Top 5 Plant Engineering articles, August 25-31: GM plant revival, changing plant floor, asset management laws, more
Articles about a GM plant’s revival in Michigan, the changing plant floor, the three laws of asset management, effectively maintaining your steam system, and delivering data from the plant floor were Plant Engineering’s five most-clicked articles from last week, August 25-31. Were you out last week? Miss something? You can catch up here.
1. From bankruptcy to rebirth
In a summer of turmoil at GM, one Michigan plant keeps building on its second chance.
2. The changing plant floor: from M2M to IoT
Connectivity improvements are poised to transform manufacturing.
3. The three laws of asset management
How manufacturers can benefit from the adoption of ISO 55000.
4. 5 tips to effectively maintain your steam system
Here are five basic tips that everyone could be applying to increase productivity and achieve more 'bang for their buck' when it comes to steam systems.
5. Delivering data from the plant floor
Digital technology brings asset performance information throughout the enterprise with the ubiquity of cloud technology, improved analytics, and increased mobility driving productivity throughout manufacturing industries.
The list was developed using CFE Media's web analytics for stories viewed on plantengineering.com, August 25-31, for articles published within the last two months.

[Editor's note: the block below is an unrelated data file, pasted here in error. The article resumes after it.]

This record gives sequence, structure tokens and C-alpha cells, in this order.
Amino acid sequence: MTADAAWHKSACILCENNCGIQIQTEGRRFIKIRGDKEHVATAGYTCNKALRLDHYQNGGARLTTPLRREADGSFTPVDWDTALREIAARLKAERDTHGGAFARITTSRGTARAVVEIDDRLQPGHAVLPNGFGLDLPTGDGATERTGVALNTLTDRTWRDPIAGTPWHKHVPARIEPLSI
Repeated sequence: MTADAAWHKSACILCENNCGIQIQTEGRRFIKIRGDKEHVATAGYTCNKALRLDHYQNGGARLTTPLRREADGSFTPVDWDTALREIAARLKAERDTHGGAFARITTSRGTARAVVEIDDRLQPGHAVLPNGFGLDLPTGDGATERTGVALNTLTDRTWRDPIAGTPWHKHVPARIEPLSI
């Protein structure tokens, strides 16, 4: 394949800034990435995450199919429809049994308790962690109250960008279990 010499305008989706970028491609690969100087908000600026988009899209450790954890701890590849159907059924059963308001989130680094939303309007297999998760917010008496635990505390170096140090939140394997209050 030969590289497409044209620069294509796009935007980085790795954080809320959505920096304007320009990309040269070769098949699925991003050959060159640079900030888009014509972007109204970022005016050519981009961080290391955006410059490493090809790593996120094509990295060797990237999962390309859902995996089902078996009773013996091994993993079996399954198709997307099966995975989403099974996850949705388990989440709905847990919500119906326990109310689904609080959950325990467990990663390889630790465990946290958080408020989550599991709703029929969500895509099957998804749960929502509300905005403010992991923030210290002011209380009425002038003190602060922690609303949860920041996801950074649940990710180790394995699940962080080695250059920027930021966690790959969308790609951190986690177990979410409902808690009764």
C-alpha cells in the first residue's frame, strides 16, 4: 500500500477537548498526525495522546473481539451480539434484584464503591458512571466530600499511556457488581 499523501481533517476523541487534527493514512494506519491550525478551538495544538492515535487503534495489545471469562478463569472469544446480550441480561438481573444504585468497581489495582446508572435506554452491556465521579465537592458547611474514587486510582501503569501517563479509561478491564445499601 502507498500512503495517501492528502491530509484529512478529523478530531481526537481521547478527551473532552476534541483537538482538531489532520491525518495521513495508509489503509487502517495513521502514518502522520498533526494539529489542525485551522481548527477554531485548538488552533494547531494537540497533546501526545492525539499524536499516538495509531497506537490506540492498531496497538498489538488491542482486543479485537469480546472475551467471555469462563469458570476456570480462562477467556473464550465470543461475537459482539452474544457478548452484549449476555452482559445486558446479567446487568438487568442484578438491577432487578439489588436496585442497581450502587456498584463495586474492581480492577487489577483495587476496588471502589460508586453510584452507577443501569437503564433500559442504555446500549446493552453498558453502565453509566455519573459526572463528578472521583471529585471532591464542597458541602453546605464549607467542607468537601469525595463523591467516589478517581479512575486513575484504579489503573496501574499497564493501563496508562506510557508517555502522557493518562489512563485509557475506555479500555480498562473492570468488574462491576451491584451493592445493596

- Chris Vavra, content specialist, CFE Media, firstname.lastname@example.org.
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Annual Salary Survey
Before the calendar turned, 2016 already had the makings of a pivotal year for manufacturing, and for the world.
There were the big events for the year, including the United States as Partner Country at Hannover Messe in April and the 2016 International Manufacturing Technology Show in Chicago in September. There's also the matter of the U.S. presidential elections in November, which promise to shape policy in manufacturing for years to come.
But the year started with global economic turmoil, as a slowdown in Chinese manufacturing triggered a worldwide stock hiccup that sent values plummeting. The continued plunge in world oil prices has resulted in a slowdown in exploration and, by extension, the manufacture of exploration equipment.
Read more: 2015 Salary Survey